## Sunday, November 3, 2013

### Repurposing Halloween Candy

Now that trick-or-treat is over, what will we do with all of that Halloween candy? Let's take a look at some ways to repurpose it in the classroom.

Repurposed Candy, Take 1: Candy Concentration

Prepare a game for your winter holiday party (or use anytime)! Candy Concentration is competitive, quiet, and keeps children focused. Ask students to bring in two identical pieces of candy (or raid your own child's stash). Count out two index cards for each of the students in your class. Printing as large as possible, number the index cards. Randomly tape one piece of candy to the back of each card. When game time comes, simply prop the index cards, numbers out, on the chalk ledge. Students take turns selecting two numbers. The cards are turned over to reveal the candy then flipped back to hide it. When it's a match, the student gets those two pieces of candy. Keep playing until all candy is matched. Everyone's a winner!

Repurposed Candy, Take 2: Sweet Probability

If your students are new to probability, use Trick-or-Treat Candy Probability at Math-Drills.com to teach the concept before this activity.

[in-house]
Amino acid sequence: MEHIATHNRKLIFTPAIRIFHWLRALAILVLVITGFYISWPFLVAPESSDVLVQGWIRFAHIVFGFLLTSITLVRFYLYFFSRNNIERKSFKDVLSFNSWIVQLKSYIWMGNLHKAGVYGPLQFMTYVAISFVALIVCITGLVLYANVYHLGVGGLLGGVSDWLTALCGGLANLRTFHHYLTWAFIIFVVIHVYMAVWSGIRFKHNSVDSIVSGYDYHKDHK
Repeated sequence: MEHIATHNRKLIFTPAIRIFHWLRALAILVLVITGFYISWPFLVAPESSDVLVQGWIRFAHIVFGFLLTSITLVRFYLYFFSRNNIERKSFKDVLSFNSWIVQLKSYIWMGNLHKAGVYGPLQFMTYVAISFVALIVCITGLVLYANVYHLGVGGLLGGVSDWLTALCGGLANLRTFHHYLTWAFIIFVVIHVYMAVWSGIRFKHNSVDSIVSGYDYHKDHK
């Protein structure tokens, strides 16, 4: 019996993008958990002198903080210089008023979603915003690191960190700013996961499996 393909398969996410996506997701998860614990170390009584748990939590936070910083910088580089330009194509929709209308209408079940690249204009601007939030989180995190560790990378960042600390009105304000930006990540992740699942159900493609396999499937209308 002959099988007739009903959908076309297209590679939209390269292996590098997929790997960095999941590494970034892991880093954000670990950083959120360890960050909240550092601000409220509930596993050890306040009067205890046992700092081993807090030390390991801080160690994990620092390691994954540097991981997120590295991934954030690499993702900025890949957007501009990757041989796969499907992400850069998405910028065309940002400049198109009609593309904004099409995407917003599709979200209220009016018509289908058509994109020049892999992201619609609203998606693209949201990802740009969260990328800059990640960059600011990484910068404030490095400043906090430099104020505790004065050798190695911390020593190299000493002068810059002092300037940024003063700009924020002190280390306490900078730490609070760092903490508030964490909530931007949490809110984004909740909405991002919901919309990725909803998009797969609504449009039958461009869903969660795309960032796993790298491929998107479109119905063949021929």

This activity involves students in a probability experiment.

1. Place twelve pieces of candy in a paper lunch bag for each group of four or five students.
2. Tell the students that each bag contains twelve pieces of candy.
3. Ask one child to record the candies pulled from the bag.
4. Have each group sit in a circle and pass the bag. Each student should pull out one piece of candy then replace it.
5. After a set number of trials (30 worked well for me), the group should predict the number of each candy in the bag.
6. Then . . . drum roll . . . they may open the bag and see if their prediction was correct.

Using candy of the same shape (all suckers or all mini candy bars, for example) works well. That way, students can't reach around and select a candy for its shape, keeping the results random.

Repurposed Candy, Take 3: Reading Labels

Is one candy more nutritious than others? Ask students to bring labels from Halloween candy to school. Introduce the concept using How to Understand and Use the Nutrition Facts Label from the FDA.

Place students in small groups, and ask them to order a set of candy labels from most nutritious to least nutritious. Have each group present their findings to the class; discuss.

Repurposed Candy, Take 4: The Prize Box

Do you have a prize box in your classroom? No need to spend extra money this month! Simply ask students to donate unwanted Halloween candy to your prize box.

Repurposed Candy, Take 5: Your Ideas